BISMARCK — In early 1995, North Dakota parole officer David Birrenkott told state leaders about a very, very busy criminal. This man had been on a decades-long crime spree across at least three states — and to hear Birrenkott tell it, there was no sign he was slowing down.
From his early 20s into his 30s, that unnamed criminal racked up convictions on almost a dozen charges in Pennsylvania, from aggravated assault to drunken driving to resisting arrest. He’d later gotten a DUI in Maine. Then he was back in Pennsylvania, where he’d absconded parole for a late-1980s hit-and-run accident. By 1995, when Birrenkott was supervising him, he’d already been in North Dakota for years and had a criminal mischief charge, another DUI and a strong-arm robbery charge.
“In retrospect of the criminal record I have just related to you … does it seem appropriate that his sentence was reduced to a misdemeanor?” Birrenkott asked in state legislative records.
Birrenkott’s testimony came as legislators weighed a new criminal justice bill. It was a tough-on-crime package, written in a tough-on-crime era, and it was poised for overwhelming support from state politicians. Birrenkott was there to support a provision that would ensure judges would review the totality of more felons’ rap sheets, ensuring they’d get what they deserve — and not just skate by.
The road between then and now has been paved with expert opinions that say that, often, punitive measures feed incarceration rates without making offenders less dangerous. That belief has become one of the guiding forces in criminal justice reforms today, both in North Dakota and nationally, as both respond to dramatically rising prison populations and a growing belief that the policies of yesteryear don’t work.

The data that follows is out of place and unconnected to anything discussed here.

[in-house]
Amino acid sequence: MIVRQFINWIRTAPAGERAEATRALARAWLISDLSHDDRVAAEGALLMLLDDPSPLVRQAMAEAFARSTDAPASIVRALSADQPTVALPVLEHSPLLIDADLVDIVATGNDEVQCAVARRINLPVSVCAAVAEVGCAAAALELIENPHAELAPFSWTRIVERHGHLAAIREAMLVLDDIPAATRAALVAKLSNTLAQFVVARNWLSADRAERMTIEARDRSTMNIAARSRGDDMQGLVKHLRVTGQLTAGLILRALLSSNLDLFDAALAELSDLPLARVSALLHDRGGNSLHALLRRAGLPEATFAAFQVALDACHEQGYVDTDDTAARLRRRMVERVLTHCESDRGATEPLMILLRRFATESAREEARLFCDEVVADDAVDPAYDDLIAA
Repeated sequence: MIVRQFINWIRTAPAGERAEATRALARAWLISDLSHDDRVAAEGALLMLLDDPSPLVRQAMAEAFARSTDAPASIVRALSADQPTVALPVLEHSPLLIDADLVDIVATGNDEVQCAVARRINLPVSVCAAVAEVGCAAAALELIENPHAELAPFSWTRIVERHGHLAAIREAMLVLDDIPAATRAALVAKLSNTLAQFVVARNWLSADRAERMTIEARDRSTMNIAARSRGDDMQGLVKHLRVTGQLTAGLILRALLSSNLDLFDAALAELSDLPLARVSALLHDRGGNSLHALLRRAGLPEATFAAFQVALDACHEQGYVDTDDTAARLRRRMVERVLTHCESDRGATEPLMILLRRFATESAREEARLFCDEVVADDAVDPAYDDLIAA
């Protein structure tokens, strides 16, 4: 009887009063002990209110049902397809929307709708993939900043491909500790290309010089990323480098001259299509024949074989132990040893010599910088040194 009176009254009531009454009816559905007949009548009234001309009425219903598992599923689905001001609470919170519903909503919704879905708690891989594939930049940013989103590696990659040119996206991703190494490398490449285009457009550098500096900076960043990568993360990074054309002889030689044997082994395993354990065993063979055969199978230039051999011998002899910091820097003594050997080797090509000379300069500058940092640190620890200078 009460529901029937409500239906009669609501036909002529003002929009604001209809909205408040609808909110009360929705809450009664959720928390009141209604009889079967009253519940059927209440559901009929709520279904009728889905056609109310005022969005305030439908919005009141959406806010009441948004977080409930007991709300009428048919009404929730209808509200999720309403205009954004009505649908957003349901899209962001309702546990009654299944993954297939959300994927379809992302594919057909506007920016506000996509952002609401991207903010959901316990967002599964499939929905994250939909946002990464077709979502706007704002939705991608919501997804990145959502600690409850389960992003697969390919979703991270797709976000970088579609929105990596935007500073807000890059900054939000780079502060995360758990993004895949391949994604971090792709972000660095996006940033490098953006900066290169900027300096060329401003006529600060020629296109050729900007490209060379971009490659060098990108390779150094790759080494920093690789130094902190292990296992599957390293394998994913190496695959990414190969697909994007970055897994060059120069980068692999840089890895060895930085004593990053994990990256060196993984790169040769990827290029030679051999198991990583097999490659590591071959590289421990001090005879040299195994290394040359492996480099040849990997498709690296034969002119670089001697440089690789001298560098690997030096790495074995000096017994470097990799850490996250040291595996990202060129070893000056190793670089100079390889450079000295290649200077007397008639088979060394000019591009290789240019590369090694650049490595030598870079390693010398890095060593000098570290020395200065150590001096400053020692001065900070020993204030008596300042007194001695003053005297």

Leanne Bertsch, director of North Dakota’s Department of Corrections and Rehabilitation, echoed those ideas in a May interview.
“I think just the get-tough-on-crime (approach), the more punitive approach, longer sentences, it has that cumulative effect that you just continue to have more and more people in this system, serving longer periods of time, (with) fewer people being released,” she said.
Crime and Punishment
But in the 1980s and 1990s, America was caught in a war on drugs and other crime. Perhaps one of its most famous moments was the “Willie Horton” political attack ad, used by George H.W. Bush to paint 1988 presidential rival Michael Dukakis as soft on crime. The ad — now widely viewed as racist and fear-mongering — features a foreboding image of Horton, who is black, paired with a warning about the violent crimes he committed while on “weekend passes from prison.”
In 1984, Congress passed the Comprehensive Crime Control Act, which ended federal parole and established mandatory minimum sentences, which were expanded by the Anti-Drug Abuse Act of 1986. In 1991, it passed a provision that tied highway funding to states’ willingness to suspend drug offenders’ driver’s licenses. In 1994, Congress passed the Violent Crime Control and Law Enforcement Act of 1994, which promised more funding to hire police officers and expanded the federal death penalty. It also gave grants to states that passed laws locking away their violent prisoners for longer periods — meant to help defray the costs that might come with the extra prison beds.
North Dakota adopted exactly such a law in 1995, passing its “Rule of 85” in a broader tough-on-crime package that sailed through both its House and Senate unanimously. The rule identified a class of violent crimes — murder, manslaughter, aggravated assault, kidnapping and the like — for which criminals had to serve at least 85% of their sentence before parole.
That rule was part of the same package Birrenkott endorsed to North Dakota legislators. Testimony records from 1995 are a litany of praise for the bill, including the state’s top criminal justice leaders and the North Dakota State’s Attorneys Association. A lobbyist with the Aging Network of North Dakota even weighed in, telling legislators that “older North Dakotans are traumatized by (reports in) the news media and the manner that they see the legal system operating in at the present time.”